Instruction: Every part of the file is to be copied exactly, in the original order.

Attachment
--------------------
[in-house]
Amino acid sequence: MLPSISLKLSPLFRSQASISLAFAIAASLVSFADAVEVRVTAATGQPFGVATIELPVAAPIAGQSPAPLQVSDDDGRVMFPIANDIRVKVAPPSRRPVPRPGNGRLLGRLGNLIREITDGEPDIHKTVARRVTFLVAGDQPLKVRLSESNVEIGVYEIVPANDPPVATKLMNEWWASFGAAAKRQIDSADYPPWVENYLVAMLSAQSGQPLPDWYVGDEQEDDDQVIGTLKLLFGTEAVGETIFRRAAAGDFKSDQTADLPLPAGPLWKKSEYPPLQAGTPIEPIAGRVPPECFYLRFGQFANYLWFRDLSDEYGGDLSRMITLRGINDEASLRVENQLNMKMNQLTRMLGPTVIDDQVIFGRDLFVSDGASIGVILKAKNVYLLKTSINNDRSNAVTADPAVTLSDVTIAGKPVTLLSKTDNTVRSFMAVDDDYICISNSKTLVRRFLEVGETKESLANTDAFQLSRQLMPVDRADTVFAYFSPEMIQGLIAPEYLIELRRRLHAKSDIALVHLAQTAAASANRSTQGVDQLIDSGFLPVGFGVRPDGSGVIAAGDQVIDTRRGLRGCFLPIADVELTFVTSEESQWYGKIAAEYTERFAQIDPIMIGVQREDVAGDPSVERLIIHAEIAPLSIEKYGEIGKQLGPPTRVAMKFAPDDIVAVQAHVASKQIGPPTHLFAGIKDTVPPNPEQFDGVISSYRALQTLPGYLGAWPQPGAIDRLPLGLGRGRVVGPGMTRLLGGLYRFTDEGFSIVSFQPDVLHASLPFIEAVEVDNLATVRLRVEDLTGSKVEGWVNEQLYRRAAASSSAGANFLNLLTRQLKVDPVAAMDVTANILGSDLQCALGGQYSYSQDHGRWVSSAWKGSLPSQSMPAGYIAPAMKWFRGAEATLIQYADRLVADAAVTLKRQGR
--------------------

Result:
[in-house]
Amino acid sequence: MLPSISLKLSPLFRSQASISLAFAIAASLVSFADAVEVRVTAATGQPFGVATIELPVAAPIAGQSPAPLQVSDDDGRVMFPIANDIRVKVAPPSRRPVPRPGNGRLLGRLGNLIREITDGEPDIHKTVARRVTFLVAGDQPLKVRLSESNVEIGVYEIVPANDPPVATKLMNEWWASFGAAAKRQIDSADYPPWVENYLVAMLSAQSGQPLPDWYVGDEQEDDDQVIGTLKLLFGTEAVGETIFRRAAAGDFKSDQTADLPLPAGPLWKKSEYPPLQAGTPIEPIAGRVPPECFYLRFGQFANYLWFRDLSDEYGGDLSRMITLRGINDEASLRVENQLNMKMNQLTRMLGPTVIDDQVIFGRDLFVSDGASIGVILKAKNVYLLKTSINNDRSNAVTADPAVTLSDVTIAGKPVTLLSKTDNTVRSFMAVDDDYICISNSKTLVRRFLEVGETKESLANTDAFQLSRQLMPVDRADTVFAYFSPEMIQGLIAPEYLIELRRRLHAKSDIALVHLAQTAAASANRSTQGVDQLIDSGFLPVGFGVRPDGSGVIAAGDQVIDTRRGLRGCFLPIADVELTFVTSEESQWYGKIAAEYTERFAQIDPIMIGVQREDVAGDPSVERLIIHAEIAPLSIEKYGEIGKQLGPPTRVAMKFAPDDIVAVQAHVASKQIGPPTHLFAGIKDTVPPNPEQFDGVISSYRALQTLPGYLGAWPQPGAIDRLPLGLGRGRVVGPGMTRLLGGLYRFTDEGFSIVSFQPDVLHASLPFIEAVEVDNLATVRLRVEDLTGSKVEGWVNEQLYRRAAASSSAGANFLNLLTRQLKVDPVAAMDVTANILGSDLQCALGGQYSYSQDHGRWVSSAWKGSLPSQSMPAGYIAPAMKWFRGAEATLIQYADRLVADAAVTLKRQGR